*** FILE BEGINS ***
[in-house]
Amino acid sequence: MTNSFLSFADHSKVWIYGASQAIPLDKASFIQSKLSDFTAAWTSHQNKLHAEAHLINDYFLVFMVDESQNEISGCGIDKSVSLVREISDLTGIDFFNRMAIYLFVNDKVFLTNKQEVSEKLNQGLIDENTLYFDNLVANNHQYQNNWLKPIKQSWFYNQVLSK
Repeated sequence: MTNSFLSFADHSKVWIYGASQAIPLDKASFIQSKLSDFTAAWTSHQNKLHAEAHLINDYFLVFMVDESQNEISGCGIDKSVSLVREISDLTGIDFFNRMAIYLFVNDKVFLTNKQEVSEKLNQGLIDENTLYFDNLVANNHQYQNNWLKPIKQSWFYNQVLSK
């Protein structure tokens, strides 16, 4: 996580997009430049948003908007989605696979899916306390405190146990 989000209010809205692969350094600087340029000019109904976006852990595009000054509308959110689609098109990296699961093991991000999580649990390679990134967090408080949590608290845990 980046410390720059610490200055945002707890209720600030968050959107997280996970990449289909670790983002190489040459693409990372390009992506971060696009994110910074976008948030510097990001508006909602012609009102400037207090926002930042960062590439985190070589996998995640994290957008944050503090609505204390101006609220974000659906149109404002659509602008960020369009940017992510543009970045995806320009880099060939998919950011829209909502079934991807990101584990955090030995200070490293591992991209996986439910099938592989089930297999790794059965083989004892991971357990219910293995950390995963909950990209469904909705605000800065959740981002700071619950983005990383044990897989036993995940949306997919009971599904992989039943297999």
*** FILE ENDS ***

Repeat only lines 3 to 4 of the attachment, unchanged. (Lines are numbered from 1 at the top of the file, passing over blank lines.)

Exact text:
Repeated sequence: MTNSFLSFADHSKVWIYGASQAIPLDKASFIQSKLSDFTAAWTSHQNKLHAEAHLINDYFLVFMVDESQNEISGCGIDKSVSLVREISDLTGIDFFNRMAIYLFVNDKVFLTNKQEVSEKLNQGLIDENTLYFDNLVANNHQYQNNWLKPIKQSWFYNQVLSK
């Protein structure tokens, strides 16, 4: 996580997009430049948003908007989605696979899916306390405190146990 989000209010809205692969350094600087340029000019109904976006852990595009000054509308959110689609098109990296699961093991991000999580649990390679990134967090408080949590608290845990 980046410390720059610490200055945002707890209720600030968050959107997280996970990449289909670790983002190489040459693409990372390009992506971060696009994110910074976008948030510097990001508006909602012609009102400037207090926002930042960062590439985190070589996998995640994290957008944050503090609505204390101006609220974000659906149109404002659509602008960020369009940017992510543009970045995806320009880099060939998919950011829209909502079934991807990101584990955090030995200070490293591992991209996986439910099938592989089930297999790794059965083989004892991971357990219910293995950390995963909950990209469904909705605000800065959740981002700071619950983005990383044990897989036993995940949306997919009971599904992989039943297999």